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Loving-Kindness Through Gritted Teeth

April 9, 2016

‘Suffer’ by Vincent Bozzo via

It had been a long day. I was standing in the shower, waiting in vain for the hot water to wash some of the tension out of my back, hands braced against the far was, mumbling a metta meditation under my breath.

“May they be happy. May they be healthy. May they be well. May they be free from suffering. May they be happy. May they be healthy…”

The target of my meditation was a person who’d aggravated me earlier in the day. At the time, I could see that their behavior was driven by the three poisons – attachment, aversion, and ignorance. Suffering begetting suffering. But it was an intellectual recognition. I was tired. I couldn’t summon the empathy or compassion I needed. I’d made the situation worse.

So now, here I was, hours later, in the shower trying to summon the loving-kindness I’d needed to have back then. I realized I was repeating my mantra through gritted teeth. This was never going to work.

I took a deep breath and I remembered how the mantra starts. “May I be happy. May I be healthy. May I be well. May I be free from suffering.”

My shoulders relaxed, my jaw let go, the frown I’d been carrying in my forehead smoothed out. I had also been suffering. And suffering begets suffering.

I couldn’t extend loving-kindness to someone without having it for myself. The wisdom of thousands of years of Buddhist masters was right on target. I couldn’t start in the middle of the antidote and expect a quick fix to my lack of compassion. I had to start at the beginning; the practice of metta meditation begins (and ends) with oneself.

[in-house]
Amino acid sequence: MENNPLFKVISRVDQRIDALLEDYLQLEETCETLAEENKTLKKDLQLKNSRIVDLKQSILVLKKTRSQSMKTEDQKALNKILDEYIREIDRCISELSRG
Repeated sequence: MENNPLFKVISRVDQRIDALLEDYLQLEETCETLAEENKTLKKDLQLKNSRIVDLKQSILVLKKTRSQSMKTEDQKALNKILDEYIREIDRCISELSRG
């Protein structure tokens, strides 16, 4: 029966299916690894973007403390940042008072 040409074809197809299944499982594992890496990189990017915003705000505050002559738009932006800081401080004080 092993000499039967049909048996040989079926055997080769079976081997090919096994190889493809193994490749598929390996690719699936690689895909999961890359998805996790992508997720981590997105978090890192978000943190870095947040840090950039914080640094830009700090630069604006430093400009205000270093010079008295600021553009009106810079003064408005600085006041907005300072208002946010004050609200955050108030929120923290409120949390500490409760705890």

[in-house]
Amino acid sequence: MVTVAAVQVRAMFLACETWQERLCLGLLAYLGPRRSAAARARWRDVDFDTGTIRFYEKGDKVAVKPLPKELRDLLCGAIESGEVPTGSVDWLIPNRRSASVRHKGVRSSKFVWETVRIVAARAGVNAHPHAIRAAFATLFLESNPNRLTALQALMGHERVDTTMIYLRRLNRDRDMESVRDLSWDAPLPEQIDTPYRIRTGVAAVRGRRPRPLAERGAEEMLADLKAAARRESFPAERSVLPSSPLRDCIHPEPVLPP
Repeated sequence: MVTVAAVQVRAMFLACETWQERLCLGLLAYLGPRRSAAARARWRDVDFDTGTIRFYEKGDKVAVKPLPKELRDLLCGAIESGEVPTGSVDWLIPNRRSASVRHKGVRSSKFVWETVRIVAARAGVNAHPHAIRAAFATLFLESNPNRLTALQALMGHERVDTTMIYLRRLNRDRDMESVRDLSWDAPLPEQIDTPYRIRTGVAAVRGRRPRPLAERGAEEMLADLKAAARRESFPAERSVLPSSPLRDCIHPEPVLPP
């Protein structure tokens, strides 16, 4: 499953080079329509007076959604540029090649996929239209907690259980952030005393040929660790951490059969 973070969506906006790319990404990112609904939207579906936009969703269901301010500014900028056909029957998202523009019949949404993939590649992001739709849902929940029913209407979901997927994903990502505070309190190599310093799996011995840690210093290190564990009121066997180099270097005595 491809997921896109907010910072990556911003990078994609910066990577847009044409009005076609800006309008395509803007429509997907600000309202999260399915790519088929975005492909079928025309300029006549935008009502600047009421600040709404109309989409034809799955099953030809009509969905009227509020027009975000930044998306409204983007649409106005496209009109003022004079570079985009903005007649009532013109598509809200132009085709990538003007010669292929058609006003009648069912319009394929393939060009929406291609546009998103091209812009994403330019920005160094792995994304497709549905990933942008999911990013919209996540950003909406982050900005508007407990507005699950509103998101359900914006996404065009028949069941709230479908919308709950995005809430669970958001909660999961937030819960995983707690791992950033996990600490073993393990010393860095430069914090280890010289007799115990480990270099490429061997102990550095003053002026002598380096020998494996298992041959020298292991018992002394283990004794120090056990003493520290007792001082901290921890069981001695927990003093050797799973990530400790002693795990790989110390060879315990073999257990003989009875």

It’s also a way of taking responsibility. It wasn’t all about the other person; they weren’t the ‘problem.’ I contributed to the suffering. I had to be part of the solution. Nor is it self-indulgent, as some practitioners (particularly western ones) fear. I am as worthy of happiness as anyone else. So are you.

I continued the mantra for myself for several minutes before extending it to the other person. I felt the change in the center of my being. It was a change in how I regarded myself and how I regarded them. I felt a small measure of freedom from suffering. This ensured that I had the generosity of spirit to reach out to them the following day, to make amends and further relieve suffering.

May I be happy. May I be healthy. May I be well. May I be free from suffering.

May you be happy. May you be healthy. May you be well. May you be free from suffering.

May all beings be happy. May they be healthy. May they be well. May they be free from suffering.

3 Comments leave one →
  1. gao permalink
    April 10, 2016 5:54 pm

    sound nice!

  2. April 13, 2016 8:38 pm

    I will try reciting that mantra the next time I get aggravated. Thanks for sharing.


  1. The Karma of Compassion (or Forgiveness) | Dharma Cowgirl

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